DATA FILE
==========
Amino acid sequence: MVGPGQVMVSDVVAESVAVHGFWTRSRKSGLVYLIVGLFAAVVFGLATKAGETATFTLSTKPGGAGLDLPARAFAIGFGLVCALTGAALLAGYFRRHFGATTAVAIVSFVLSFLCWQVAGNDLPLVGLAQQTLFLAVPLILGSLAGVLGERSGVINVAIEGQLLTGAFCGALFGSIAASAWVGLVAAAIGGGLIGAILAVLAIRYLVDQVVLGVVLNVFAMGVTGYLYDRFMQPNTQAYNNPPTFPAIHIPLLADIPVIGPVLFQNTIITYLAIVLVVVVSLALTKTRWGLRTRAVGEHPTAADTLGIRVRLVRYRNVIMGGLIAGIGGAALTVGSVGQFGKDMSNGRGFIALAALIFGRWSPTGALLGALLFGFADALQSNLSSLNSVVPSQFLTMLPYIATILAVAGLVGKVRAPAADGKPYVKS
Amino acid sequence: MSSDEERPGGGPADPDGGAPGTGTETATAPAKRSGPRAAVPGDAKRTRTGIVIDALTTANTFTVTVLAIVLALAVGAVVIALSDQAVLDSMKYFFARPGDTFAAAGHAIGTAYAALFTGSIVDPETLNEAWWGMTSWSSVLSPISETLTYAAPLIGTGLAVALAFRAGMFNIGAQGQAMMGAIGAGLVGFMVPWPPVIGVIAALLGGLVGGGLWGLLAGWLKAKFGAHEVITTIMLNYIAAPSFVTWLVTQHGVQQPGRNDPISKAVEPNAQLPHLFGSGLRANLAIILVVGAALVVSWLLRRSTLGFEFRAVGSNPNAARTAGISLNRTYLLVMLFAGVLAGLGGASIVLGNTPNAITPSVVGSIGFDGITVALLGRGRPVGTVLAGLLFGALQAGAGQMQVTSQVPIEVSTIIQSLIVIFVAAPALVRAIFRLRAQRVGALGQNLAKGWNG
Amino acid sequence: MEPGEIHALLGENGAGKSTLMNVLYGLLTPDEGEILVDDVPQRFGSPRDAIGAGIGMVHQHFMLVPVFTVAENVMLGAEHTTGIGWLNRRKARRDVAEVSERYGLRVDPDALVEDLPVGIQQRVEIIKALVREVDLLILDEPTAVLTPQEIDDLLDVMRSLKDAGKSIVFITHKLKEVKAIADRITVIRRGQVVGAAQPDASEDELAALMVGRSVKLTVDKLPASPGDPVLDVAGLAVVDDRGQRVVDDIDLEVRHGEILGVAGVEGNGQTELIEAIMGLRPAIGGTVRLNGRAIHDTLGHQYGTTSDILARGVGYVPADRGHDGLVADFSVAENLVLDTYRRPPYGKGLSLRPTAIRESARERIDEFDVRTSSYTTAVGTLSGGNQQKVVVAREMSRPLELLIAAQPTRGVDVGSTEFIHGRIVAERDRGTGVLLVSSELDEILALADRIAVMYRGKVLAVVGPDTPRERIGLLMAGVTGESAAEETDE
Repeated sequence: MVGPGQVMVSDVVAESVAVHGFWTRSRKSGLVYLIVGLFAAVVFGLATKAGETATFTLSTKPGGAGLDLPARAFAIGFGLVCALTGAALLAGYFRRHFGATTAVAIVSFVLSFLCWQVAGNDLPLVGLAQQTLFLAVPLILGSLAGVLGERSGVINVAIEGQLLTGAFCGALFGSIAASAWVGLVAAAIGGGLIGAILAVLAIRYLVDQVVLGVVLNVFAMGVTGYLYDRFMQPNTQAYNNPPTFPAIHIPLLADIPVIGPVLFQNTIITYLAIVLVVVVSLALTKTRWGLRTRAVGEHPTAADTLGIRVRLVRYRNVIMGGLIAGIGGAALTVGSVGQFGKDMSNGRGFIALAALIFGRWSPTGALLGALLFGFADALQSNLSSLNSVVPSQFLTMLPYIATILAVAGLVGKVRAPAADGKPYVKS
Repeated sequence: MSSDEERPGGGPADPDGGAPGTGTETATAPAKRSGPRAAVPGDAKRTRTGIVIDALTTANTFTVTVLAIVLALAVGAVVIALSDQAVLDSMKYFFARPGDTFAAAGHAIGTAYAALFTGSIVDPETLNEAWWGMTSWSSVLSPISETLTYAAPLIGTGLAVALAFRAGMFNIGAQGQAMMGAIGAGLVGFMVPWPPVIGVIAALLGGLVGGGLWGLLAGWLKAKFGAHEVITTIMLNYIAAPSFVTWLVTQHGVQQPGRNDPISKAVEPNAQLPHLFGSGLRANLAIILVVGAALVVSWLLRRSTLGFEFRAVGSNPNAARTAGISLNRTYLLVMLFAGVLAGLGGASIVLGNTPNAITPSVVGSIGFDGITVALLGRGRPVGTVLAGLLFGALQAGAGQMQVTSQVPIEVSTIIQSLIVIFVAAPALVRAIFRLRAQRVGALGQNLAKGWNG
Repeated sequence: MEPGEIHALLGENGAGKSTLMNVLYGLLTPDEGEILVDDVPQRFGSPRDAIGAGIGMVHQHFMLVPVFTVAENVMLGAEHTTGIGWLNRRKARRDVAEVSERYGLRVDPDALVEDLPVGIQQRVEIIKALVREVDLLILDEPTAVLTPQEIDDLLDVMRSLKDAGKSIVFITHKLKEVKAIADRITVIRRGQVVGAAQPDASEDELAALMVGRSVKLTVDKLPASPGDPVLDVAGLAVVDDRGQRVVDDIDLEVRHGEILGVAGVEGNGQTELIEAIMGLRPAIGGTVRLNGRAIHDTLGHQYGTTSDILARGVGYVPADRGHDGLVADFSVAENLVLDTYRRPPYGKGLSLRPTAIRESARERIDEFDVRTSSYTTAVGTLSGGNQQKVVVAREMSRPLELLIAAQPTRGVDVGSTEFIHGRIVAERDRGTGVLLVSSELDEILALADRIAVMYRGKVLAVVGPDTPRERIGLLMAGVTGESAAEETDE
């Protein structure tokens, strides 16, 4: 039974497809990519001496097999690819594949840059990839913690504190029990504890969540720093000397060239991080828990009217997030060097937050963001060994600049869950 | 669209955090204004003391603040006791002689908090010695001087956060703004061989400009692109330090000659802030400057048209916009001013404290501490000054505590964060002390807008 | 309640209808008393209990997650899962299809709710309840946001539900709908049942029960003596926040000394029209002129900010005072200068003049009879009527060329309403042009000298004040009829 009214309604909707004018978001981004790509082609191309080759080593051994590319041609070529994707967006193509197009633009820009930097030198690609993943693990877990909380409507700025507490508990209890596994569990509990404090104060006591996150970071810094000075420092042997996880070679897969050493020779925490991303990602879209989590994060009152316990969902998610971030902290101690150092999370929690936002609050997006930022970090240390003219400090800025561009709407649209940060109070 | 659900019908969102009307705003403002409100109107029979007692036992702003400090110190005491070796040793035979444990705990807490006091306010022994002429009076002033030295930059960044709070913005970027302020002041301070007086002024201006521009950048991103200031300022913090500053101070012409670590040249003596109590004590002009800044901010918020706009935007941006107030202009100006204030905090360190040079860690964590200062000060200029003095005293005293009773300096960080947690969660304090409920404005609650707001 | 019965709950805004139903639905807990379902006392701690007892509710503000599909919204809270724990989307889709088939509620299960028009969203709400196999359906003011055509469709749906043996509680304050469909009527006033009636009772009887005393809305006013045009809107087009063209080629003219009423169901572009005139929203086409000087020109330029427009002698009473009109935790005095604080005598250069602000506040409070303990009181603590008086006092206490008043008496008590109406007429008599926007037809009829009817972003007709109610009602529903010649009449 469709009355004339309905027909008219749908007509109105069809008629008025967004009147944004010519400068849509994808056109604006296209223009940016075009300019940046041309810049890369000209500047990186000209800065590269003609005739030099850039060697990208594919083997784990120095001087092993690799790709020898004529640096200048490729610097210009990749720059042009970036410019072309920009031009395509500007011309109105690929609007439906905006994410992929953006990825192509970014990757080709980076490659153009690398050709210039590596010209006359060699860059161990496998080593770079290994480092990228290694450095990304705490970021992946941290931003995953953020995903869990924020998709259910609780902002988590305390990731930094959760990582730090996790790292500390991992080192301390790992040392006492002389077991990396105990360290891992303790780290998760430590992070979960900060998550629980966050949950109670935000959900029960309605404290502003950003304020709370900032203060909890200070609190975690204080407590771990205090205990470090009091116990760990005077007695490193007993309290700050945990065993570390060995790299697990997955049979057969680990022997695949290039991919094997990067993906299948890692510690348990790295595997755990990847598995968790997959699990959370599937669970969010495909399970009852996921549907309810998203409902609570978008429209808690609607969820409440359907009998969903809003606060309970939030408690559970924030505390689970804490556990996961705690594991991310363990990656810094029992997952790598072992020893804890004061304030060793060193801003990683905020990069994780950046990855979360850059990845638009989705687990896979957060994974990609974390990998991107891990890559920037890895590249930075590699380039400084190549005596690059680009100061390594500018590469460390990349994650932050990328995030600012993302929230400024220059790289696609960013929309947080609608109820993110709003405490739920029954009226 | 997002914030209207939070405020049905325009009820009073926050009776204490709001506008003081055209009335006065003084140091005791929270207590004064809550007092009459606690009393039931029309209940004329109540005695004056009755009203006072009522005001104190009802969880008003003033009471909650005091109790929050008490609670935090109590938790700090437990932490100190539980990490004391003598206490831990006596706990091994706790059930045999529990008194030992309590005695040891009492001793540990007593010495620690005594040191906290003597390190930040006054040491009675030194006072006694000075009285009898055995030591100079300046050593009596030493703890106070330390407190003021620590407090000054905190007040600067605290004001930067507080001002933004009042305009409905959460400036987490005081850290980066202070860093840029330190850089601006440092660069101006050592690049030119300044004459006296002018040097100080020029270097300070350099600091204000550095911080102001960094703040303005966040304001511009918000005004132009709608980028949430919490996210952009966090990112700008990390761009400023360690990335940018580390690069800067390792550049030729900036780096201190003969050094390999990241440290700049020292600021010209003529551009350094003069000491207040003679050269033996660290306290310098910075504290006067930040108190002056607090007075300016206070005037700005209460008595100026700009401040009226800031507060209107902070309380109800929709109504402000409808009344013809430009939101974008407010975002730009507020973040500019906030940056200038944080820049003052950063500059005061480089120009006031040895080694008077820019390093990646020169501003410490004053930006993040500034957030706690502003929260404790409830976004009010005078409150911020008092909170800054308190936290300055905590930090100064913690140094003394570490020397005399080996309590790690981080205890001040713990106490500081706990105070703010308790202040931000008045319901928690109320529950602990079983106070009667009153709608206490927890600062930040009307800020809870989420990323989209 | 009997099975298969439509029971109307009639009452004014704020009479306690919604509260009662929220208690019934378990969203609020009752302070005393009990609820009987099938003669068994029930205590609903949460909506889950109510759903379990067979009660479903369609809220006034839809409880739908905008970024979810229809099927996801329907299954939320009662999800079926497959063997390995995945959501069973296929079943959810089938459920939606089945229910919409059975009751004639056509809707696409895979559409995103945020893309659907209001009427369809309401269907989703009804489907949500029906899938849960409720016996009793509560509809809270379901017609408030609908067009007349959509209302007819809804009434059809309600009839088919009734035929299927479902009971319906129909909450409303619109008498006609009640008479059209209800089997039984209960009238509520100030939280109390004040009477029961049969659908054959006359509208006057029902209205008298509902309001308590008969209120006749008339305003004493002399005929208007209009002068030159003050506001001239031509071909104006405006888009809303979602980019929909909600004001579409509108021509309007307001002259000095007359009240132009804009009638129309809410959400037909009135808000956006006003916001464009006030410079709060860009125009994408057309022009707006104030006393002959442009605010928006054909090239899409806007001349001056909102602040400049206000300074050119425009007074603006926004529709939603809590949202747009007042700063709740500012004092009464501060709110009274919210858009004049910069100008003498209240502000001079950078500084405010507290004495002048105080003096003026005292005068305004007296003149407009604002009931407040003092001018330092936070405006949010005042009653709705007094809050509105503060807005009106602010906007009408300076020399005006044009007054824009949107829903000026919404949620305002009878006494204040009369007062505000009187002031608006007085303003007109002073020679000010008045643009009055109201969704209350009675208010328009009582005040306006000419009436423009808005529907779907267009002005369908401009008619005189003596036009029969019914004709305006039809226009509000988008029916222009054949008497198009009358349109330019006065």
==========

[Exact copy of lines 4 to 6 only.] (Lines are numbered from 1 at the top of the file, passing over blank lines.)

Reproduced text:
Repeated sequence: MVGPGQVMVSDVVAESVAVHGFWTRSRKSGLVYLIVGLFAAVVFGLATKAGETATFTLSTKPGGAGLDLPARAFAIGFGLVCALTGAALLAGYFRRHFGATTAVAIVSFVLSFLCWQVAGNDLPLVGLAQQTLFLAVPLILGSLAGVLGERSGVINVAIEGQLLTGAFCGALFGSIAASAWVGLVAAAIGGGLIGAILAVLAIRYLVDQVVLGVVLNVFAMGVTGYLYDRFMQPNTQAYNNPPTFPAIHIPLLADIPVIGPVLFQNTIITYLAIVLVVVVSLALTKTRWGLRTRAVGEHPTAADTLGIRVRLVRYRNVIMGGLIAGIGGAALTVGSVGQFGKDMSNGRGFIALAALIFGRWSPTGALLGALLFGFADALQSNLSSLNSVVPSQFLTMLPYIATILAVAGLVGKVRAPAADGKPYVKS
Repeated sequence: MSSDEERPGGGPADPDGGAPGTGTETATAPAKRSGPRAAVPGDAKRTRTGIVIDALTTANTFTVTVLAIVLALAVGAVVIALSDQAVLDSMKYFFARPGDTFAAAGHAIGTAYAALFTGSIVDPETLNEAWWGMTSWSSVLSPISETLTYAAPLIGTGLAVALAFRAGMFNIGAQGQAMMGAIGAGLVGFMVPWPPVIGVIAALLGGLVGGGLWGLLAGWLKAKFGAHEVITTIMLNYIAAPSFVTWLVTQHGVQQPGRNDPISKAVEPNAQLPHLFGSGLRANLAIILVVGAALVVSWLLRRSTLGFEFRAVGSNPNAARTAGISLNRTYLLVMLFAGVLAGLGGASIVLGNTPNAITPSVVGSIGFDGITVALLGRGRPVGTVLAGLLFGALQAGAGQMQVTSQVPIEVSTIIQSLIVIFVAAPALVRAIFRLRAQRVGALGQNLAKGWNG
Repeated sequence: MEPGEIHALLGENGAGKSTLMNVLYGLLTPDEGEILVDDVPQRFGSPRDAIGAGIGMVHQHFMLVPVFTVAENVMLGAEHTTGIGWLNRRKARRDVAEVSERYGLRVDPDALVEDLPVGIQQRVEIIKALVREVDLLILDEPTAVLTPQEIDDLLDVMRSLKDAGKSIVFITHKLKEVKAIADRITVIRRGQVVGAAQPDASEDELAALMVGRSVKLTVDKLPASPGDPVLDVAGLAVVDDRGQRVVDDIDLEVRHGEILGVAGVEGNGQTELIEAIMGLRPAIGGTVRLNGRAIHDTLGHQYGTTSDILARGVGYVPADRGHDGLVADFSVAENLVLDTYRRPPYGKGLSLRPTAIRESARERIDEFDVRTSSYTTAVGTLSGGNQQKVVVAREMSRPLELLIAAQPTRGVDVGSTEFIHGRIVAERDRGTGVLLVSSELDEILALADRIAVMYRGKVLAVVGPDTPRERIGLLMAGVTGESAAEETDE